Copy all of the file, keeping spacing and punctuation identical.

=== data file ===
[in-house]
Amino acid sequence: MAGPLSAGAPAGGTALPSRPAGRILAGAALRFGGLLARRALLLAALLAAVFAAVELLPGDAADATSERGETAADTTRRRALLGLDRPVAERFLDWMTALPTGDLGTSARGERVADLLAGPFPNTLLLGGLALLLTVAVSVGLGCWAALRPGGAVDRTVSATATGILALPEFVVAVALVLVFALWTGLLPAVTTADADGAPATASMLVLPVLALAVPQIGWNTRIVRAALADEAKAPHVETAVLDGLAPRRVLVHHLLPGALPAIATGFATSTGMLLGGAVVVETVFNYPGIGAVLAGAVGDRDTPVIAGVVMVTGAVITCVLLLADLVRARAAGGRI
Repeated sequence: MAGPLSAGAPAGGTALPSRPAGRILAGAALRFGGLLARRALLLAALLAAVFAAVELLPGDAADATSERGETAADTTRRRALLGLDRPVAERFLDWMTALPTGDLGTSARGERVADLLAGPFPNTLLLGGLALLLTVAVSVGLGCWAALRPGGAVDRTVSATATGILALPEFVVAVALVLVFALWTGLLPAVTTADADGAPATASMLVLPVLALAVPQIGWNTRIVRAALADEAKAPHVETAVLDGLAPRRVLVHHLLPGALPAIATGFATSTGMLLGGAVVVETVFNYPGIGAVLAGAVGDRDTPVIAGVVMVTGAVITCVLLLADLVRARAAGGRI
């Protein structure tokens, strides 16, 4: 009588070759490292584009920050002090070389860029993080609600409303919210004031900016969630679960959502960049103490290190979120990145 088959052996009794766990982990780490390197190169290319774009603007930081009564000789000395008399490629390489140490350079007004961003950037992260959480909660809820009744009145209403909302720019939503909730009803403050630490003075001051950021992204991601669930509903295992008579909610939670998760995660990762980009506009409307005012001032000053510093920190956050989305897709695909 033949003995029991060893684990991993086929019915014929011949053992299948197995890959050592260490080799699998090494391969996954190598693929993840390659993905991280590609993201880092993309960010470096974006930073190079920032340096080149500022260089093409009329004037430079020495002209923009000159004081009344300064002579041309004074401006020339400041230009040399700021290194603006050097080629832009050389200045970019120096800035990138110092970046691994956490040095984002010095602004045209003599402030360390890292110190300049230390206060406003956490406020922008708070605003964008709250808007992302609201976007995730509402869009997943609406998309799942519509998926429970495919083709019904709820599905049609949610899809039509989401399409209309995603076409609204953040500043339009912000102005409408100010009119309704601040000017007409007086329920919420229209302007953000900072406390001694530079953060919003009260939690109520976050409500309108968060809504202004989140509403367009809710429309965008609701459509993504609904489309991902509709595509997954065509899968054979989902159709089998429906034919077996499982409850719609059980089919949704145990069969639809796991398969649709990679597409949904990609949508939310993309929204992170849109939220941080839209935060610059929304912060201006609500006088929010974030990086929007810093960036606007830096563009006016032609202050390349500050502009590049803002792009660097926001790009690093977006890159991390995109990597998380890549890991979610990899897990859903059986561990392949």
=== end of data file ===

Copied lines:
[in-house]
Amino acid sequence: MAGPLSAGAPAGGTALPSRPAGRILAGAALRFGGLLARRALLLAALLAAVFAAVELLPGDAADATSERGETAADTTRRRALLGLDRPVAERFLDWMTALPTGDLGTSARGERVADLLAGPFPNTLLLGGLALLLTVAVSVGLGCWAALRPGGAVDRTVSATATGILALPEFVVAVALVLVFALWTGLLPAVTTADADGAPATASMLVLPVLALAVPQIGWNTRIVRAALADEAKAPHVETAVLDGLAPRRVLVHHLLPGALPAIATGFATSTGMLLGGAVVVETVFNYPGIGAVLAGAVGDRDTPVIAGVVMVTGAVITCVLLLADLVRARAAGGRI
Repeated sequence: MAGPLSAGAPAGGTALPSRPAGRILAGAALRFGGLLARRALLLAALLAAVFAAVELLPGDAADATSERGETAADTTRRRALLGLDRPVAERFLDWMTALPTGDLGTSARGERVADLLAGPFPNTLLLGGLALLLTVAVSVGLGCWAALRPGGAVDRTVSATATGILALPEFVVAVALVLVFALWTGLLPAVTTADADGAPATASMLVLPVLALAVPQIGWNTRIVRAALADEAKAPHVETAVLDGLAPRRVLVHHLLPGALPAIATGFATSTGMLLGGAVVVETVFNYPGIGAVLAGAVGDRDTPVIAGVVMVTGAVITCVLLLADLVRARAAGGRI
């Protein structure tokens, strides 16, 4: 009588070759490292584009920050002090070389860029993080609600409303919210004031900016969630679960959502960049103490290190979120990145 088959052996009794766990982990780490390197190169290319774009603007930081009564000789000395008399490629390489140490350079007004961003950037992260959480909660809820009744009145209403909302720019939503909730009803403050630490003075001051950021992204991601669930509903295992008579909610939670998760995660990762980009506009409307005012001032000053510093920190956050989305897709695909 033949003995029991060893684990991993086929019915014929011949053992299948197995890959050592260490080799699998090494391969996954190598693929993840390659993905991280590609993201880092993309960010470096974006930073190079920032340096080149500022260089093409009329004037430079020495002209923009000159004081009344300064002579041309004074401006020339400041230009040399700021290194603006050097080629832009050389200045970019120096800035990138110092970046691994956490040095984002010095602004045209003599402030360390890292110190300049230390206060406003956490406020922008708070605003964008709250808007992302609201976007995730509402869009997943609406998309799942519509998926429970495919083709019904709820599905049609949610899809039509989401399409209309995603076409609204953040500043339009912000102005409408100010009119309704601040000017007409007086329920919420229209302007953000900072406390001694530079953060919003009260939690109520976050409500309108968060809504202004989140509403367009809710429309965008609701459509993504609904489309991902509709595509997954065509899968054979989902159709089998429906034919077996499982409850719609059980089919949704145990069969639809796991398969649709990679597409949904990609949508939310993309929204992170849109939220941080839209935060610059929304912060201006609500006088929010974030990086929007810093960036606007830096563009006016032609202050390349500050502009590049803002792009660097926001790009690093977006890159991390995109990597998380890549890991979610990899897990859903059986561990392949």